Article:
Some day she will not wake – she prays for this every night as she lays waiting for sleep.
To-night is not bad, there will be no need to use a pill. In fact, she is very good about the pills. Dr. Morgan has told her – almost encouraged her, she feels – to use a pill a night, and not fight for sleep as she sometimes does. But she can not bring herself to believe that that is right – she is certain Ned would never have agreed to it.
Ned was never one to take the easy way out. Not, she would hasten to add, that he was some sort of doomsayer, or a fanatic of any sort. But he did believe it was up to each person to solve their own problems. Where he may have expected too much was believing that all problems had a solution, He would keep at something with a relentless persistence.
She would sometimes stand near him as he was trying to replace some tiny piece of a machine, or climb yet again on the shed roof with some tar, and she would say, “Leave it be, Ned. Let it alone.” But he would just pause, settle back on his heels and perhaps light a cigarette, and say that he may as well be putting in the time on this as on anything else.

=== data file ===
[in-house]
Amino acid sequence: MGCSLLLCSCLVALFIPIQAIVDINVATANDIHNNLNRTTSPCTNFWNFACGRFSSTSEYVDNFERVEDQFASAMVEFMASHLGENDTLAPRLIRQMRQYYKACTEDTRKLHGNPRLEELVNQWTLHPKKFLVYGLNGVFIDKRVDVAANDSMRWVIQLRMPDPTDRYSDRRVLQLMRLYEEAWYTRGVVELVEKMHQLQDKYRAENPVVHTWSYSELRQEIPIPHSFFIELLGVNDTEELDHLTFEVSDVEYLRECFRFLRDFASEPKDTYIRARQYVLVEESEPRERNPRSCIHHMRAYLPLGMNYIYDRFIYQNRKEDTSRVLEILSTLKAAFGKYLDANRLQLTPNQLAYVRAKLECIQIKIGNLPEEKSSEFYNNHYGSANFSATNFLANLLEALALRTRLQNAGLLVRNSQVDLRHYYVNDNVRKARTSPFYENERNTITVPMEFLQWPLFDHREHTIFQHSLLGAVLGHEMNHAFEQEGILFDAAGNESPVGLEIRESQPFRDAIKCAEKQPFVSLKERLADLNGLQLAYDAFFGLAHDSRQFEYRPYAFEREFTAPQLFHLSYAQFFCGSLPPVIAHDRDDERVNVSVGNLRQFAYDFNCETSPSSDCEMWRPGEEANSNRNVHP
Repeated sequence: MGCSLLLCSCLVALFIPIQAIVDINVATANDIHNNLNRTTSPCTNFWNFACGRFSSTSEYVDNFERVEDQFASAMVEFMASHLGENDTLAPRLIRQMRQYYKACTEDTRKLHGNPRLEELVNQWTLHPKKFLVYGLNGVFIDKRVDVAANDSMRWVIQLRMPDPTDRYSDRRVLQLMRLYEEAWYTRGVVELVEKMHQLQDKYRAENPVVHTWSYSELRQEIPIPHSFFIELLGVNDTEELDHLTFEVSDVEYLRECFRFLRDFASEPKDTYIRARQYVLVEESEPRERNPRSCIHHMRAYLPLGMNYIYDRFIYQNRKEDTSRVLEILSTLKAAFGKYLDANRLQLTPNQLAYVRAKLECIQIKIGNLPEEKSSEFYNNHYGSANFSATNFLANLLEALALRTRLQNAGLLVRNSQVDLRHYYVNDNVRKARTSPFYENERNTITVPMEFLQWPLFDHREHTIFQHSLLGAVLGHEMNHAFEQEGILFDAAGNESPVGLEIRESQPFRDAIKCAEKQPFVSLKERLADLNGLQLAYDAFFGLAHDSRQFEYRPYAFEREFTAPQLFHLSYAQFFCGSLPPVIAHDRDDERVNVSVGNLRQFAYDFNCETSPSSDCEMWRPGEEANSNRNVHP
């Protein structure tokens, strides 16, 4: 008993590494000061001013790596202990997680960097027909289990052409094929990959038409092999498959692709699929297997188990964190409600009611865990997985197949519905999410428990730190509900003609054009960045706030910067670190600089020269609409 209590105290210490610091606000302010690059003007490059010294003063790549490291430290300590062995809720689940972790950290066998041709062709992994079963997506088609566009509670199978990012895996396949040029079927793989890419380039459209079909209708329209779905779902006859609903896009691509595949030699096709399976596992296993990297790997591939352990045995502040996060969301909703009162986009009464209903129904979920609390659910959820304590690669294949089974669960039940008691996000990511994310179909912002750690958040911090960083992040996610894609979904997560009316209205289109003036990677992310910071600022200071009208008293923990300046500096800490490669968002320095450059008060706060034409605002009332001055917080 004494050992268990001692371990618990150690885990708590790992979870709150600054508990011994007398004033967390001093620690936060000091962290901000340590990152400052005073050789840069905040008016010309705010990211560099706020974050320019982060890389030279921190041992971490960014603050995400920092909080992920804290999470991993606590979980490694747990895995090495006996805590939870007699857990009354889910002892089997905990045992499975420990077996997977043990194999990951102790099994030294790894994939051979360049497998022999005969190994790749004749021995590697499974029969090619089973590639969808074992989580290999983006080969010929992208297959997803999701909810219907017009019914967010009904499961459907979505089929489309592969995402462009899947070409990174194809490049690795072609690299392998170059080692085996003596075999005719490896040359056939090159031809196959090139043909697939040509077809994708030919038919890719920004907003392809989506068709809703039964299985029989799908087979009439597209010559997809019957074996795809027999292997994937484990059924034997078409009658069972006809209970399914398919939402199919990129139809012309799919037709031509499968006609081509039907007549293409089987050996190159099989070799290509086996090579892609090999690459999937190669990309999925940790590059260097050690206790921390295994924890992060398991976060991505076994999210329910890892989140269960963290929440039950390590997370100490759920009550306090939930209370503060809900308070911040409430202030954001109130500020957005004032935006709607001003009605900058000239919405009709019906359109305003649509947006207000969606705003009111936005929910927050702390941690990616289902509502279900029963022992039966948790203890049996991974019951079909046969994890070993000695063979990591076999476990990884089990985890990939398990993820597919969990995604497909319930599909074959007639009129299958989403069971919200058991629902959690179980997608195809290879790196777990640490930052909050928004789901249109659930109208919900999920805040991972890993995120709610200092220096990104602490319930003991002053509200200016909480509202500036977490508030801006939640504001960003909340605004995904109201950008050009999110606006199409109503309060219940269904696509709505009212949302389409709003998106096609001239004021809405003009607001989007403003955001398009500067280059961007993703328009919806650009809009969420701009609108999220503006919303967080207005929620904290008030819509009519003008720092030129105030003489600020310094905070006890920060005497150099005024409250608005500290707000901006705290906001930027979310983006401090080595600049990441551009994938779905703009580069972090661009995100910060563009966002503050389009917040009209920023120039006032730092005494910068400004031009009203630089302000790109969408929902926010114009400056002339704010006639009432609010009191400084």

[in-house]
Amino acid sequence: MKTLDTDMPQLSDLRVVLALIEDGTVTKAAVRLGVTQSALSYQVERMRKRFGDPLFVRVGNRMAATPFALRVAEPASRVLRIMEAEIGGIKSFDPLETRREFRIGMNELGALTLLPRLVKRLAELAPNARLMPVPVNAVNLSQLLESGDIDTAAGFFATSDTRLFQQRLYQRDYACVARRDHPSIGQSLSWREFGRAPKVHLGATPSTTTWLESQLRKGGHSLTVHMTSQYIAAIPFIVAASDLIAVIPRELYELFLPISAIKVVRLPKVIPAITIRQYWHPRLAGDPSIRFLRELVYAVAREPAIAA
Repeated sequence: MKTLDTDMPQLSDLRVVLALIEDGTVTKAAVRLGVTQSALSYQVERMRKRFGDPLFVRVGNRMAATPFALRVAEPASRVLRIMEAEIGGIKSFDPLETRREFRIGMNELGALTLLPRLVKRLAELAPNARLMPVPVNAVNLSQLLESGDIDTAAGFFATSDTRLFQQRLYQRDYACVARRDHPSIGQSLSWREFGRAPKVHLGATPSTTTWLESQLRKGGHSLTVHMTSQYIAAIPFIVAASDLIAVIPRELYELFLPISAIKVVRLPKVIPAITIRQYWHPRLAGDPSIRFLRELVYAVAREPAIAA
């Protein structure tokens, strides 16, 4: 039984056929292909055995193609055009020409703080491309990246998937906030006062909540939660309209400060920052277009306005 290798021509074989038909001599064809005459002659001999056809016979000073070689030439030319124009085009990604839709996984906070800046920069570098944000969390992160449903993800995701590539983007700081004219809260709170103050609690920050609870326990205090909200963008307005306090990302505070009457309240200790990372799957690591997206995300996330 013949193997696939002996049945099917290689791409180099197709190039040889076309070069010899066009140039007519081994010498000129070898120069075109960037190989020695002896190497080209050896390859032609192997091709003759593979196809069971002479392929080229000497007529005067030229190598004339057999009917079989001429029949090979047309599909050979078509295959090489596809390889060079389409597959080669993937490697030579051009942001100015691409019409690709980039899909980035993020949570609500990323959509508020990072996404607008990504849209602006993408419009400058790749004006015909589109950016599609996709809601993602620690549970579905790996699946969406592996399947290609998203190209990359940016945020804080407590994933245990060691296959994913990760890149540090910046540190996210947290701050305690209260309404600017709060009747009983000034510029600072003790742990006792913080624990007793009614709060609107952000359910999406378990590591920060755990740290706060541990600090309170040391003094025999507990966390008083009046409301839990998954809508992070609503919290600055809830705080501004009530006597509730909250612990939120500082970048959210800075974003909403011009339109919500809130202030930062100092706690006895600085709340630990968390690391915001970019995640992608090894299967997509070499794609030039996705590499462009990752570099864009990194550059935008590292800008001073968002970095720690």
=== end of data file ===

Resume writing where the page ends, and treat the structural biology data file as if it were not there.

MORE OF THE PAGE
And back he would go at it. As far as she knew, he never gave up on anything until it was done. He was not the type to gloat, or even show much sense of satisfaction, and she had been married to him for years before she recognised his small mannerisms that meant he was pleased.
She turns over, being careful not to lay an arm on his side of the bed. Or let a foot stray over the line she has refused to cross for eight years. Ever since she reached out one morning and touched cold flesh.
No, she will not need a pill tonight. Her work has tired her enough to bring on sleep. It is, of course, the memories weaving through her mind that she would really like to stop with the pills.
Those memories she can barely stand, and without which she could not live.